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The “foreseeable future” closes one of Texas’ most popular swimming spots

A popular Texas swim hole is closed indefinitely due to an unrelenting drought.

Jacob’s Well in Texas’ Hill Country will remain off limits to swimmers for the “foreseeable future” as water levels and flow remain too low for safe swimming, the Hays County Parks Department announced Sunday.

One of the state’s most beloved natural swim holes, Jacob’s Well is the second-largest fully submerged cave in Texas and maintains a crisp 68 degrees year-round. Most summers, hundreds visit the spring to dip into the blue-green waters that flow from an underground cavern system more than 140 feet deep.

But the well — named by 19th-century settlers because it conjured thoughts of biblical times — faces an uncertain future. It shut down last year after running dry for just the fifth time in recorded history, and Hays County officials say significant rainfall is needed to recharge the Trinity Aquifer, which supplies Jacob’s Well.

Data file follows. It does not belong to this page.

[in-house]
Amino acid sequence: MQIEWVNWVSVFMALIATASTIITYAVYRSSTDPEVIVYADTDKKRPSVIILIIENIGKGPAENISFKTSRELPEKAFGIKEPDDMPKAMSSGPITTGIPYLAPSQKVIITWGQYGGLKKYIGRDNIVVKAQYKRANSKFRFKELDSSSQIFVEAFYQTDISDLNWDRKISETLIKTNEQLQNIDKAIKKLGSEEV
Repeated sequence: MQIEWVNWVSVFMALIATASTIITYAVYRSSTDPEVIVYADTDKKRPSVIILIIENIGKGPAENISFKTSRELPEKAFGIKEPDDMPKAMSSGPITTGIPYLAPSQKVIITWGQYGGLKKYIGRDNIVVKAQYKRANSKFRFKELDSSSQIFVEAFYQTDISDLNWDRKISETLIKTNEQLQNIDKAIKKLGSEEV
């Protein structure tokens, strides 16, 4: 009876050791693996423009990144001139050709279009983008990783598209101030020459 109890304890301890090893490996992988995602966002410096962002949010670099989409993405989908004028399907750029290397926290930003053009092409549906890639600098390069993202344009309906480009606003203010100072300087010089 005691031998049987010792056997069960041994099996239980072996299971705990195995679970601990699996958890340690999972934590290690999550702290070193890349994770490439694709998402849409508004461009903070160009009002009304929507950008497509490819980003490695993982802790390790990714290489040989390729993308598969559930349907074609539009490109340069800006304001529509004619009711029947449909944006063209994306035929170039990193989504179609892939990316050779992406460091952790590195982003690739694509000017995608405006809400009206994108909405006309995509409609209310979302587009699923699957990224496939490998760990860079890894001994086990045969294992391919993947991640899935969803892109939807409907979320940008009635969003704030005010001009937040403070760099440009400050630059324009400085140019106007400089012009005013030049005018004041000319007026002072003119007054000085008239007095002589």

Last year’s historic drought also resulted in major crop lossesheightened the risk of grass fires and contributed to a record number of cattle sales.

The drought has largely subsided in North Texas, according to the U.S. Drought Monitor, and Dallas-area reservoirs are more than 99% full, data from the Texas Water Development Board shows.

Hays County is still experiencing severe and extreme drought, according to the monitor, and even recent rainfall has not provided enough water to reverse the drought.

Jacob’s Well is still open this summer for hiking and sightseeing, the county said.

Source: dallasnews